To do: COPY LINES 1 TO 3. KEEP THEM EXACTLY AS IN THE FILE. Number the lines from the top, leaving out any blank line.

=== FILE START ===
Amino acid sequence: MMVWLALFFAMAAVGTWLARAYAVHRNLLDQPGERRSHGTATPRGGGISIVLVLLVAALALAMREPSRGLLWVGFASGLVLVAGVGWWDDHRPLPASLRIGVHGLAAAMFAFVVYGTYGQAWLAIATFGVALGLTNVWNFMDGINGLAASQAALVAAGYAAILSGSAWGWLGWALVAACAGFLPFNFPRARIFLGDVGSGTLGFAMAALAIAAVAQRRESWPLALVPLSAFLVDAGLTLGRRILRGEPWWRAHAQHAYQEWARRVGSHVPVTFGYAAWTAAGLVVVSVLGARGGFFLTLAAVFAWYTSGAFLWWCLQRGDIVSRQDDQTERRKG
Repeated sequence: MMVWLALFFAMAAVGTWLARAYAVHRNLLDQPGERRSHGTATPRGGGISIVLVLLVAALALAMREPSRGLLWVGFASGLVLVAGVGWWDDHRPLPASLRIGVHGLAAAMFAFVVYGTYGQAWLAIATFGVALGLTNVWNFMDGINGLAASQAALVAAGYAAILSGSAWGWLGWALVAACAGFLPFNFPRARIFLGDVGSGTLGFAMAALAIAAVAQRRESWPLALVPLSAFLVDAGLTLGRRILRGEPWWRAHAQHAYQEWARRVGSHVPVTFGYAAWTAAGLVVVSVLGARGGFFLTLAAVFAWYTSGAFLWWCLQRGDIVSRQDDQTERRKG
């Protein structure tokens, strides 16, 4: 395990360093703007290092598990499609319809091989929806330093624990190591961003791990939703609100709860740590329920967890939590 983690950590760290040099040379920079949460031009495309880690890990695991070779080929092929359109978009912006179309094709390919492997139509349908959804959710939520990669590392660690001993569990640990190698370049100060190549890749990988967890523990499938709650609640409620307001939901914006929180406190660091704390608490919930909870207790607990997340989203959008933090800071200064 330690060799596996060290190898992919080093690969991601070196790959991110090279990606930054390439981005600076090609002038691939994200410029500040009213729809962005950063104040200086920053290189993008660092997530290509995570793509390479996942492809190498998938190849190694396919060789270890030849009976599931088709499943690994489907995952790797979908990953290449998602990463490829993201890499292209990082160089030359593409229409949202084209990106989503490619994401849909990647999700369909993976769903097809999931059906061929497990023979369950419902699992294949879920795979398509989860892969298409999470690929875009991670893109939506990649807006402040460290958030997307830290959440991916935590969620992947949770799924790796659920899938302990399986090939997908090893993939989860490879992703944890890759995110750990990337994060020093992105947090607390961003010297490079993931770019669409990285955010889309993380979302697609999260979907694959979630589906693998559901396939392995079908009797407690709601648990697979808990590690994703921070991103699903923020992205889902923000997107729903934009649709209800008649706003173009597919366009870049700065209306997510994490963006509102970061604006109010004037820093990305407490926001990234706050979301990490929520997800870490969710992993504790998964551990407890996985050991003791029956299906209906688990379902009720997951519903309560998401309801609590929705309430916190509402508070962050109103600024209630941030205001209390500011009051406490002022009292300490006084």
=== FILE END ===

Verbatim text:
Amino acid sequence: MMVWLALFFAMAAVGTWLARAYAVHRNLLDQPGERRSHGTATPRGGGISIVLVLLVAALALAMREPSRGLLWVGFASGLVLVAGVGWWDDHRPLPASLRIGVHGLAAAMFAFVVYGTYGQAWLAIATFGVALGLTNVWNFMDGINGLAASQAALVAAGYAAILSGSAWGWLGWALVAACAGFLPFNFPRARIFLGDVGSGTLGFAMAALAIAAVAQRRESWPLALVPLSAFLVDAGLTLGRRILRGEPWWRAHAQHAYQEWARRVGSHVPVTFGYAAWTAAGLVVVSVLGARGGFFLTLAAVFAWYTSGAFLWWCLQRGDIVSRQDDQTERRKG
Repeated sequence: MMVWLALFFAMAAVGTWLARAYAVHRNLLDQPGERRSHGTATPRGGGISIVLVLLVAALALAMREPSRGLLWVGFASGLVLVAGVGWWDDHRPLPASLRIGVHGLAAAMFAFVVYGTYGQAWLAIATFGVALGLTNVWNFMDGINGLAASQAALVAAGYAAILSGSAWGWLGWALVAACAGFLPFNFPRARIFLGDVGSGTLGFAMAALAIAAVAQRRESWPLALVPLSAFLVDAGLTLGRRILRGEPWWRAHAQHAYQEWARRVGSHVPVTFGYAAWTAAGLVVVSVLGARGGFFLTLAAVFAWYTSGAFLWWCLQRGDIVSRQDDQTERRKG
């Protein structure tokens, strides 16, 4: 395990360093703007290092598990499609319809091989929806330093624990190591961003791990939703609100709860740590329920967890939590 983690950590760290040099040379920079949460031009495309880690890990695991070779080929092929359109978009912006179309094709390919492997139509349908959804959710939520990669590392660690001993569990640990190698370049100060190549890749990988967890523990499938709650609640409620307001939901914006929180406190660091704390608490919930909870207790607990997340989203959008933090800071200064 330690060799596996060290190898992919080093690969991601070196790959991110090279990606930054390439981005600076090609002038691939994200410029500040009213729809962005950063104040200086920053290189993008660092997530290509995570793509390479996942492809190498998938190849190694396919060789270890030849009976599931088709499943690994489907995952790797979908990953290449998602990463490829993201890499292209990082160089030359593409229409949202084209990106989503490619994401849909990647999700369909993976769903097809999931059906061929497990023979369950419902699992294949879920795979398509989860892969298409999470690929875009991670893109939506990649807006402040460290958030997307830290959440991916935590969620992947949770799924790796659920899938302990399986090939997908090893993939989860490879992703944890890759995110750990990337994060020093992105947090607390961003010297490079993931770019669409990285955010889309993380979302697609999260979907694959979630589906693998559901396939392995079908009797407690709601648990697979808990590690994703921070991103699903923020992205889902923000997107729903934009649709209800008649706003173009597919366009870049700065209306997510994490963006509102970061604006109010004037820093990305407490926001990234706050979301990490929520997800870490969710992993504790998964551990407890996985050991003791029956299906209906688990379902009720997951519903309560998401309801609590929705309430916190509402508070962050109103600024209630941030205001209390500011009051406490002022009292300490006084």